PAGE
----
From: Monona Rossol <actsnyc**At_Symbol_Here**CS.COM>
Subject: Re: [DCHAS-L] Liquid nitrogen storage
Date: March 8, 2013 2:34:49 PM EST
Reply-To: DCHAS-L <DCHAS-L**At_Symbol_Here**MED.CORNELL.EDU>
Message-ID: <5564F9EDC11C09468EE5DAF02B5CB30F29529073**At_Symbol_Here**>

Ralph.   Lets assume the room is 10 x 10x 10 ft = 1000 ft2       The ASHAE 62-2001 standard is 20 cfm/person outside air just to stay healthy without any hazard in the room what ever.  Let's put only one person in that room at a time so all we need is the 20cfm fresh air.   And that 20 cfm is the fresh outside air. If the air is recirculating (as opposed to a displacement system), and the fresh air is 20% of the recirculated air, that means  there is 100cfm of mixed air going into that room or 6000cfm/hour which is 6 room exchanges per hour already.   Granted, this is ideal, and the final plans will chisel away at those numbers and we might use placement of supply and exhaust in better locations than at the ceiling to get better displacement, but that's the ball park.
So you are right.  That 1 exchange/hour is way off.  We would use 1 exchange/hour for some types of storage areas where people only enter briefly. If this room was a chemical darkroom with open baths (yes we still do that in art) the recommendations would be in the range of 10 room exchanges/hr just to deal with the small amounts of SO2 and HAc from the baths (unless we could do local exhaust).
For a room like this, I might consider a flush system.  Determine the time you need to completely turn over the room in a worst case release and use an on-demand or sensor triggered exhaust/make up unit that can deliver this. Or enclose both the tank and the process and use local.   These systems are better because you really can't afford to run a system that would provide safety from an asphyxiation hazard like this during all hours of use.  You only need it that high when you REALLY NEED it because something went wrong.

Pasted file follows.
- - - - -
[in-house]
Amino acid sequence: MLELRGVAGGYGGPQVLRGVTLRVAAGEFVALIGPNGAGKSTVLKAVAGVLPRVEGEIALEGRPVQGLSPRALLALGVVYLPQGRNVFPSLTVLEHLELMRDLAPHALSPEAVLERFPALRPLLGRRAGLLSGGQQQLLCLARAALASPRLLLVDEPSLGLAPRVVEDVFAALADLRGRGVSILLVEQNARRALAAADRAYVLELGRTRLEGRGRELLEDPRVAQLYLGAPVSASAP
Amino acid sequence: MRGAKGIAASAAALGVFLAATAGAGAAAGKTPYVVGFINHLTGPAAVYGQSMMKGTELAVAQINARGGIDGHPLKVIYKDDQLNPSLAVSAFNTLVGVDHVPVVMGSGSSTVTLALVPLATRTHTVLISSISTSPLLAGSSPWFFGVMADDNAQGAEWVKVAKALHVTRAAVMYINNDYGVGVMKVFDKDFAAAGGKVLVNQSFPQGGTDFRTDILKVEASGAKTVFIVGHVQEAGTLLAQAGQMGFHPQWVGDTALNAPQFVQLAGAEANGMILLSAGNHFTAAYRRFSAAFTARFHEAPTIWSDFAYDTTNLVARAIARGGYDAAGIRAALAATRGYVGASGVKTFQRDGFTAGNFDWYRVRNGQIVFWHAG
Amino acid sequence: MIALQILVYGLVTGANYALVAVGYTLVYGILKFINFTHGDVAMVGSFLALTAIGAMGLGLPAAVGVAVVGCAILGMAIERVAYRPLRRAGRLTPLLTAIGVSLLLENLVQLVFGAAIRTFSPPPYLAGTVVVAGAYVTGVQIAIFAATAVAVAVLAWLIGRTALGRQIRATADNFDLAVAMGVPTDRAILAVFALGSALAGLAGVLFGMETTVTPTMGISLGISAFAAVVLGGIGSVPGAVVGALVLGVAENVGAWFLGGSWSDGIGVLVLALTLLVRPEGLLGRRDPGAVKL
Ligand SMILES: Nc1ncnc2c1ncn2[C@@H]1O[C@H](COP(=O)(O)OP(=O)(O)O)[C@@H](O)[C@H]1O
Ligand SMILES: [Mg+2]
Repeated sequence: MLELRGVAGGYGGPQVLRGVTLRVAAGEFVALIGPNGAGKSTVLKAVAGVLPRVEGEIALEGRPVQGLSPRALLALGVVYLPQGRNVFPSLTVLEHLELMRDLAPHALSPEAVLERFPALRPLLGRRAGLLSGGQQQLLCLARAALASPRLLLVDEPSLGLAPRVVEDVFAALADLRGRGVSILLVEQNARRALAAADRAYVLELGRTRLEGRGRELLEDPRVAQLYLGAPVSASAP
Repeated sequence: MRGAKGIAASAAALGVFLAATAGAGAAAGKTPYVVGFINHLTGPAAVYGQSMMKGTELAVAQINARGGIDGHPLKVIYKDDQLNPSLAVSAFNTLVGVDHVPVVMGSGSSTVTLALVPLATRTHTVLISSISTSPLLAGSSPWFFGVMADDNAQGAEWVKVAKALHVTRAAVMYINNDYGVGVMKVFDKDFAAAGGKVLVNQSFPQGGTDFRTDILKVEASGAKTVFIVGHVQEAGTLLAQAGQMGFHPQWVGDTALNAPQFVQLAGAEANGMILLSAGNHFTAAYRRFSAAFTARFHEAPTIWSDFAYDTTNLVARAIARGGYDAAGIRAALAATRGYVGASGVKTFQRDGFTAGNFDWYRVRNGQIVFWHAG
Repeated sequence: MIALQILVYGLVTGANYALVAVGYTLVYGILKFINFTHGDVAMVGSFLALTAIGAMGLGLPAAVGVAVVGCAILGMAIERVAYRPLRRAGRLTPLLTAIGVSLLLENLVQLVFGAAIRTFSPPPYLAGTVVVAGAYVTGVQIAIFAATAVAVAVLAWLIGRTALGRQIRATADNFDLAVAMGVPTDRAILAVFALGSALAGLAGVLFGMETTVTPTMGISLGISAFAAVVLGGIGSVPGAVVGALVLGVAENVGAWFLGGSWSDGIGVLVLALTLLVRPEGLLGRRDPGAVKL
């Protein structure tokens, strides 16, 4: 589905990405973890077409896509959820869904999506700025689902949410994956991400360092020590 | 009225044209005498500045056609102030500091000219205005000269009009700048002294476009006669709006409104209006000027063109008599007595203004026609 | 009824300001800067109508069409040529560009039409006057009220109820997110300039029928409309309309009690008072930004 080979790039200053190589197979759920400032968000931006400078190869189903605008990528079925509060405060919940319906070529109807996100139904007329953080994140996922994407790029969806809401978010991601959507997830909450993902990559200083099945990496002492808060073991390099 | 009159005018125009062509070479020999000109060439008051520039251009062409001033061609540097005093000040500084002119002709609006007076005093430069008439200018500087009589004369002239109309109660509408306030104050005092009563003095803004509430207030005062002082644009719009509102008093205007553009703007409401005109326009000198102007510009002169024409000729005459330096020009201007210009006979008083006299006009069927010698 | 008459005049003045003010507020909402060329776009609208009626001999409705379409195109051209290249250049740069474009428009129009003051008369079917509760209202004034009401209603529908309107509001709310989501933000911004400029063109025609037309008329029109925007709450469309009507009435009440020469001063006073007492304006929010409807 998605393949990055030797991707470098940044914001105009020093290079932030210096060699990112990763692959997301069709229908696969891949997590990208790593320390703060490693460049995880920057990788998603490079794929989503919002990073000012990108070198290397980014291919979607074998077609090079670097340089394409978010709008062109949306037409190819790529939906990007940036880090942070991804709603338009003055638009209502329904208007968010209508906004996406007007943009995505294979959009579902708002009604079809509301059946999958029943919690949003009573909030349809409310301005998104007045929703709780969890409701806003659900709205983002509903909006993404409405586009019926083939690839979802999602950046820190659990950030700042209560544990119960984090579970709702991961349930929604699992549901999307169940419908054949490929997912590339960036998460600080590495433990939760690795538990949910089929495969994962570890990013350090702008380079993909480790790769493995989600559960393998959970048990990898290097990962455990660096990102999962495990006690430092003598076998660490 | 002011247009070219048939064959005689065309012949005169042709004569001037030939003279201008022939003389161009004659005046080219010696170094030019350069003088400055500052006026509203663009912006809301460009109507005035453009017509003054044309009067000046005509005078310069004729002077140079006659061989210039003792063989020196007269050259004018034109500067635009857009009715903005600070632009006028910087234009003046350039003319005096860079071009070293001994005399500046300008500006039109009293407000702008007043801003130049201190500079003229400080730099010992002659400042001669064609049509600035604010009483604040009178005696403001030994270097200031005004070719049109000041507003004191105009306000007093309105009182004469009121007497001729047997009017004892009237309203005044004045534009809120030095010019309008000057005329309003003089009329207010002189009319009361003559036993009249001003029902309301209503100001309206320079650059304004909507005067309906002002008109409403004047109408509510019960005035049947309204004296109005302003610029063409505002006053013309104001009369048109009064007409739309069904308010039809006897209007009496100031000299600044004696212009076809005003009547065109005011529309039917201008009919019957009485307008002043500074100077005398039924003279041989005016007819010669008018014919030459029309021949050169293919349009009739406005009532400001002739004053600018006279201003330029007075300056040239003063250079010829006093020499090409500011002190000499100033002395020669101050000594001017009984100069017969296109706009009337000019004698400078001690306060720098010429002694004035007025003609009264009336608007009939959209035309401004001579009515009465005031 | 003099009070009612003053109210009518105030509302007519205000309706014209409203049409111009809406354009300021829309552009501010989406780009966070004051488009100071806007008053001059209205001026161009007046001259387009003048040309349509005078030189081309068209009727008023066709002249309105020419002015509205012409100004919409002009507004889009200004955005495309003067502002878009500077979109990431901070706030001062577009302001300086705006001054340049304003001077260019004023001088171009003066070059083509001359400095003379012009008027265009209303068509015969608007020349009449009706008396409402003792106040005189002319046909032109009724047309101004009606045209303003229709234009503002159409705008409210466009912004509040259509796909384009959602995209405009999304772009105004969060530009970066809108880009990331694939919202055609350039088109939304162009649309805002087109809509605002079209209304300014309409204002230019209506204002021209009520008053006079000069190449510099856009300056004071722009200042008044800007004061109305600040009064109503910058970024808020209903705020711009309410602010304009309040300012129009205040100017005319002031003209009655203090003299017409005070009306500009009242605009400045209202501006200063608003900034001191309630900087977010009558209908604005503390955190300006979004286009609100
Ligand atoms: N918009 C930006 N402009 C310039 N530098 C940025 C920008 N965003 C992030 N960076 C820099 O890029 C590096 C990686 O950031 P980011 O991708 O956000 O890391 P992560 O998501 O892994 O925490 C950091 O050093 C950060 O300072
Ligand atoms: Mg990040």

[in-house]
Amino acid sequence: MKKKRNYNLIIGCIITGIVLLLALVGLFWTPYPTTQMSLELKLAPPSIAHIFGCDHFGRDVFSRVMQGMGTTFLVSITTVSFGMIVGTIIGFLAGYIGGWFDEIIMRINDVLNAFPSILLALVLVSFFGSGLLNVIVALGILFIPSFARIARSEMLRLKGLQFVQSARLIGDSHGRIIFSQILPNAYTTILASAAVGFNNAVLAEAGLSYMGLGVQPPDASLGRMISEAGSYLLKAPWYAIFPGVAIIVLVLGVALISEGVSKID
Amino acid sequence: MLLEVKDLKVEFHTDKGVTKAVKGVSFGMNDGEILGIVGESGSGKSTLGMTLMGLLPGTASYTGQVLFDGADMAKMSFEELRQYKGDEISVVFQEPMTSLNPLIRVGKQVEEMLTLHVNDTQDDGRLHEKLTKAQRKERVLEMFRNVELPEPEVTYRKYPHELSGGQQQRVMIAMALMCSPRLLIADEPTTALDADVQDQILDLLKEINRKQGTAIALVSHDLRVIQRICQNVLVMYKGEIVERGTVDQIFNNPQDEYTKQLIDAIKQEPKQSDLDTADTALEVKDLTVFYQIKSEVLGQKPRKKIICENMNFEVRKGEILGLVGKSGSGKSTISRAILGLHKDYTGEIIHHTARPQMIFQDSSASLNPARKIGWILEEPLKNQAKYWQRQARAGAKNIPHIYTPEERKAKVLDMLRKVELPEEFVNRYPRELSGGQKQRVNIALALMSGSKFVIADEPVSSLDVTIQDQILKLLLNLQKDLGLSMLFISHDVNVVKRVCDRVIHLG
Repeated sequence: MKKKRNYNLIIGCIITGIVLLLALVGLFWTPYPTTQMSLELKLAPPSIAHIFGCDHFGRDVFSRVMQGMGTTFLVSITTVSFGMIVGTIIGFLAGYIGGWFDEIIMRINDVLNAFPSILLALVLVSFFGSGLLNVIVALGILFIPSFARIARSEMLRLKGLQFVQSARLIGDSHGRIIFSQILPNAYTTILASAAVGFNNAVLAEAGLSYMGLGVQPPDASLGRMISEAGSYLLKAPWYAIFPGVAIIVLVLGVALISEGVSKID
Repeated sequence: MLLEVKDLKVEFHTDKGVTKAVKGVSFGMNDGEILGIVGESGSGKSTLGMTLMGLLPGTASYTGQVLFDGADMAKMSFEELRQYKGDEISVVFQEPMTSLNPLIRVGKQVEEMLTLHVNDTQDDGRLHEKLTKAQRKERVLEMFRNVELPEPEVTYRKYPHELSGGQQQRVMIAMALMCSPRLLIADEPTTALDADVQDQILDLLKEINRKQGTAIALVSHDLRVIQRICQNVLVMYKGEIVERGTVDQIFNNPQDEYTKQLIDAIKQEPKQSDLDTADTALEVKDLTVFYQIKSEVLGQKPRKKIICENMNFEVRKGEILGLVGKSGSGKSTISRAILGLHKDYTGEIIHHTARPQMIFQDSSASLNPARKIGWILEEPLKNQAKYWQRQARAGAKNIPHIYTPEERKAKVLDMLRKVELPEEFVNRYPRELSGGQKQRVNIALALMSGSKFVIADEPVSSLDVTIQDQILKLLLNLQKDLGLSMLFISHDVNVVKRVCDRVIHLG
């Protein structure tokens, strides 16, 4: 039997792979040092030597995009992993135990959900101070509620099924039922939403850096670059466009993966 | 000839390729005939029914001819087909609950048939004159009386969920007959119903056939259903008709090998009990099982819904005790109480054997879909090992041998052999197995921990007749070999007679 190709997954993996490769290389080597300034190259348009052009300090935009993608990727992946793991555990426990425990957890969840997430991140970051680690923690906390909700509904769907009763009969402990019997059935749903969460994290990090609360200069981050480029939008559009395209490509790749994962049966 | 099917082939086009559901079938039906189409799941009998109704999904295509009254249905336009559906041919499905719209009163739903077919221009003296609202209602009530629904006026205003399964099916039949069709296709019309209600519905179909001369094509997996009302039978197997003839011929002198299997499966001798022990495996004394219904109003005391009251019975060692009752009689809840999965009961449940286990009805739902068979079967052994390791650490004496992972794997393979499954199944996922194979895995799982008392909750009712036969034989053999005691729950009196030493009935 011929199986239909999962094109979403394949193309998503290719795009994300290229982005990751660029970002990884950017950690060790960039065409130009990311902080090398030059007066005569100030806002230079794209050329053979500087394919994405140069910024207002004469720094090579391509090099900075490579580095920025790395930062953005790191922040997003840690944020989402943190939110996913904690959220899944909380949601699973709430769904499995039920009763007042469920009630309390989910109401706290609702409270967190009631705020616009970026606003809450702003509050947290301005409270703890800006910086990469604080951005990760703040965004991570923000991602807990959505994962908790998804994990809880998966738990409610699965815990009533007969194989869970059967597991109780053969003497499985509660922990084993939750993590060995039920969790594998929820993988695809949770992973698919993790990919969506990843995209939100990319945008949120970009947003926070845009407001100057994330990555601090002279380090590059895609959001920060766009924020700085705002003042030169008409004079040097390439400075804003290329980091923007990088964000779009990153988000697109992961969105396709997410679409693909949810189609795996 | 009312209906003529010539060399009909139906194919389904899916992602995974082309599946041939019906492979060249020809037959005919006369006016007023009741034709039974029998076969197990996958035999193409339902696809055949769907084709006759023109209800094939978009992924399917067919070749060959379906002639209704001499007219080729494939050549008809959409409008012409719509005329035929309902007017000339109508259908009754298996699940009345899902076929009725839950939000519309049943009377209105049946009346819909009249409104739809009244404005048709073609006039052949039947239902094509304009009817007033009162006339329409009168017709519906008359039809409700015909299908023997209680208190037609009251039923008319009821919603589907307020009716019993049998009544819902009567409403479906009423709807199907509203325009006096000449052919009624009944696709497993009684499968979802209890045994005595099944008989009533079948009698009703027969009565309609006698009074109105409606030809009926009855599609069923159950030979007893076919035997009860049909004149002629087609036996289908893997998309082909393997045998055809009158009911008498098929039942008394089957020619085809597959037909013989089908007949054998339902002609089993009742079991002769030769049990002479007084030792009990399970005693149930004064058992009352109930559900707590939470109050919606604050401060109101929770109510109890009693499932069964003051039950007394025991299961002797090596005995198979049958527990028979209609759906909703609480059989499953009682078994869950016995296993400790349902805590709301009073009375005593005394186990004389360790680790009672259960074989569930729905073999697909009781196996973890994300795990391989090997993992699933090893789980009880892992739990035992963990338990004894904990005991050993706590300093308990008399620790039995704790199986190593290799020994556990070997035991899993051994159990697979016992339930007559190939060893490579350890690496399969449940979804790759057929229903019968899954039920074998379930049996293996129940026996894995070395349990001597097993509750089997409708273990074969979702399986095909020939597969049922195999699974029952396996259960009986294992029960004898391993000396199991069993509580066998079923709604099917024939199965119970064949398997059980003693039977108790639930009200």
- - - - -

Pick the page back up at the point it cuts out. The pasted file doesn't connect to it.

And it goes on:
Monona Rossol, M.S., M.F.A., Industrial Hygienist
President:  Arts, Crafts & Theater Safety, Inc.
Safety Officer: Local USA829, IATSE
181 Thompson St., #23
New York, NY 10012     212-777-0062

-----Original Message-----
From: Ralph B Stuart <rstuart**At_Symbol_Here**CORNELL.EDU>
Sent: Fri, Mar 8, 2013 10:44 am
Subject: [DCHAS-L] Liquid nitrogen storage

Does anyone have a rule of thumb for a ventilation rate in a room which is being 
used to store liquid nitrogen containers? Several credible web sources recommend 
a "well-ventilated area" without mentioning numbers. We have a room under 
consideration for this purpose with about 1 air change per hour. This seems low 
to me, but I thought I would sanity check it with DCHAS-L.

Thanks for any help with this.

- Ralph

Ralph Stuart CIH
Chemical Hygiene Officer
Department of Environmental Health and Safety
Cornell University


Previous post   |  Top of Page   |   Next post

The content of this page reflects the personal opinion(s) of the author(s) only, not the American Chemical Society, ILPI, Safety Emporium, or any other party. Use of any information on this page is at the reader's own risk. Unauthorized reproduction of these materials is prohibited. Send questions/comments about the archive to
The maintenance and hosting of the DCHAS-L archive is provided through the generous support of Safety Emporium.